THE EDUCATION SYSTEM IN EUROPE
Within Europe, the education systems are very different from one another. If the study programme is more or less the same, the way it is structured can vary across different areas.
HOW DOES IT WORK?
In Europe, there are three main different models of the school system; single structure education, the offer of a common basic curriculum, and a differentiated lower secondary education.
In the first model, since the beginning, every student follows a common curriculum that provides general education, while in the second one they start this shared path only after completing the primary education, so when they start the secondary education. In the last model, instead, when the students finish the primary education, they continue studying specializing throughout the secondary education. The single structure is adopted in Scandinavia, Iceland, and several Eastern European countries. The second model in many other countries, among which England, Ireland, Italy, France, Spain, Portugal, Greece, Poland, and the third one in the rest of the states.
In almost every country, compulsory education starts at the age of six and lasts until one is ten or eleven years old.
It is interesting to see how we differentiate from each other, albeit we live in the same area. Lately, the European Union thought that education could be the means we all have to adhere to the same values and goals.
SOME FUN FACTS AROUND EUROPE
As it was said before, every state has its own peculiarity. For instance, in Germany, they have a very interesting way to assess students; they can give negative marks, but if they are between -4 and 4, you actually get a good one anyway! In Finland, they give woodworking and cooking lessons, and students have no tests or homework. In France, they have no admission tests to enter universities, and nobody gets the maximum point in a test (which is 20), because, in this way, students learn to be satisfied with their work. Furthermore, on Wednesdays, they have no school (even if this habit is less and less common). The British students, instead, are famous all over the world for their uniforms! Moreover, in the UK, the lowest percentage of rejected students was recorded, only 3% (while the European average is about 10%). Besides, for the delight of teenagers, P.E. is compulsory until the age of 16, as they spend a lot of time and energy at school doing activities. The last curiosity is about Slovenia, where students dedicate more hours than the average to the study of natural and social sciences, and these subjects belong to the general studying in the secondary school.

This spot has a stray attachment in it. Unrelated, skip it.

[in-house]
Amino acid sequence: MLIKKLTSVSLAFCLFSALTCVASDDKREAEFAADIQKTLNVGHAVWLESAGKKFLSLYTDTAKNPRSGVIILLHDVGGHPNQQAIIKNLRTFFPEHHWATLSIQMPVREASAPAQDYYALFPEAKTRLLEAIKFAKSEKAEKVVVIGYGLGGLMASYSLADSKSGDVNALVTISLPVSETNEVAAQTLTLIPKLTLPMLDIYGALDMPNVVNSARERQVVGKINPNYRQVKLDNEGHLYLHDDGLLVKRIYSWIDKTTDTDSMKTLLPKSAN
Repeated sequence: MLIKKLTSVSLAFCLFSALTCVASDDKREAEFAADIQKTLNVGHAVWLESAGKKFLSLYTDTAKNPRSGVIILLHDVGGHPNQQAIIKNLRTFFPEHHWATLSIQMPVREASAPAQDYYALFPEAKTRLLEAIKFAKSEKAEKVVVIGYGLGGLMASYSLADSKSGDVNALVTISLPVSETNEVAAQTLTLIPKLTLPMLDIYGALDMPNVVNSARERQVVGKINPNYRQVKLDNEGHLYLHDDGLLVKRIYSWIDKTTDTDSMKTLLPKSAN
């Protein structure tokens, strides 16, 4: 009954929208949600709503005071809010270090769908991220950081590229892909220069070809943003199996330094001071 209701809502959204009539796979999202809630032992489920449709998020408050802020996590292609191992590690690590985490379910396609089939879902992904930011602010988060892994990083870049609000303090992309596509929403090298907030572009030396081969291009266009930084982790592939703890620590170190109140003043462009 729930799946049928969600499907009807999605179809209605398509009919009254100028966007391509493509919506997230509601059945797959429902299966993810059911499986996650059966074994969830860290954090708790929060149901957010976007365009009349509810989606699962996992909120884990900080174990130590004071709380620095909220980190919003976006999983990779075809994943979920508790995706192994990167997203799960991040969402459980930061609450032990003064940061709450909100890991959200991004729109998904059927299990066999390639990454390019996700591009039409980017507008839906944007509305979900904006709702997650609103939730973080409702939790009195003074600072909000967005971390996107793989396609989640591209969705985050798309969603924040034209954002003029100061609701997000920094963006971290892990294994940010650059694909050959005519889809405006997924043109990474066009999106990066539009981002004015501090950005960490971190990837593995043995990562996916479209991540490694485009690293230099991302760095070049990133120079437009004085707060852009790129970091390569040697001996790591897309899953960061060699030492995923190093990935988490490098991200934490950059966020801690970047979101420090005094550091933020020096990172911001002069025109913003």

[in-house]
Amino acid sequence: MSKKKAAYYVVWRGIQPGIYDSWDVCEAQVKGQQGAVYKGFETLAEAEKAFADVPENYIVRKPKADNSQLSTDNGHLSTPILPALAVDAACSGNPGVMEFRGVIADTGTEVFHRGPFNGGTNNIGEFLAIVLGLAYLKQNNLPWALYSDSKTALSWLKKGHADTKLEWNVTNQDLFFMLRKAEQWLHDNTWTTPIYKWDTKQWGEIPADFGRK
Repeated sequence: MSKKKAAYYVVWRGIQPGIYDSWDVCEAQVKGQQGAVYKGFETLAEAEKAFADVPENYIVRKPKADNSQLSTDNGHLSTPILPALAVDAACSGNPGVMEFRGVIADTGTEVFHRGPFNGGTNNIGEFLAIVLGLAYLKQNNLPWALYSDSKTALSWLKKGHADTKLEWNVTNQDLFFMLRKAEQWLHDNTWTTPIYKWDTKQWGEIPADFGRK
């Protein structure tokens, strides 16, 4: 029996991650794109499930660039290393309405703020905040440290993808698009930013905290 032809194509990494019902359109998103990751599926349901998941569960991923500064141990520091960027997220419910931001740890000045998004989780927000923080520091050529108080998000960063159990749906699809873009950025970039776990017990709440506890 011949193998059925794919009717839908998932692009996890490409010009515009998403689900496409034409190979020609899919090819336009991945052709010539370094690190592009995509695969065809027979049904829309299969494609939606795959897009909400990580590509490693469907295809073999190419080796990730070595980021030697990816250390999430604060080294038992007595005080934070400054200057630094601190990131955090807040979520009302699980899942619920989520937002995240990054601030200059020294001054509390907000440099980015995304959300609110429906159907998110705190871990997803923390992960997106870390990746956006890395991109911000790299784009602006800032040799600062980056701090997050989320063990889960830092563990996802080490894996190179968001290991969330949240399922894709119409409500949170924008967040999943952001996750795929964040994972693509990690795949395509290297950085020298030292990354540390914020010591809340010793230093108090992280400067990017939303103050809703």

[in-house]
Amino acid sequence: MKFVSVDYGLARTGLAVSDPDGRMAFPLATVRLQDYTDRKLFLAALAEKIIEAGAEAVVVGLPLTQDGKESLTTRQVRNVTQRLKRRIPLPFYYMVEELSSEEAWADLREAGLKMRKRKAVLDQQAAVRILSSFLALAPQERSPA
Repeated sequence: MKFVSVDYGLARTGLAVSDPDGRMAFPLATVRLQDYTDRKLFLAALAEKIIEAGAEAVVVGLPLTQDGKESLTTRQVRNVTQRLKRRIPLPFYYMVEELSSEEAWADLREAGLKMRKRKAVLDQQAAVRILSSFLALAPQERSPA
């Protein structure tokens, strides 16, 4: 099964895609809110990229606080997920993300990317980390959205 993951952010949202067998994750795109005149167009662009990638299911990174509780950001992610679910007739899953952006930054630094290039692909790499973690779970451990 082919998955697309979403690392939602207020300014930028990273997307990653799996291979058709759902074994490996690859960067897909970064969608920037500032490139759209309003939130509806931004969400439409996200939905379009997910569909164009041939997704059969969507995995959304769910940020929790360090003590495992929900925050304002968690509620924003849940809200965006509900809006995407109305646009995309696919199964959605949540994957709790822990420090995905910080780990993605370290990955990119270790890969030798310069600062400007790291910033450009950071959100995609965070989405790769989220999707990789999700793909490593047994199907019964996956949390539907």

Something very cool school has been carrying out in the last decades is the cultural exchanges; one school is twinned with another one of a different country and for two weeks (one in each country) students participate in the activities proposed by the foreign school. These are wonderful experiences because they are opportunities to practice a different language, and, above all, to live the life of these foreign students for a week, and they live yours.
School can adopt different forms and models of education, but the most important thing is that it is the place where students should learn how to relate with others and with the world.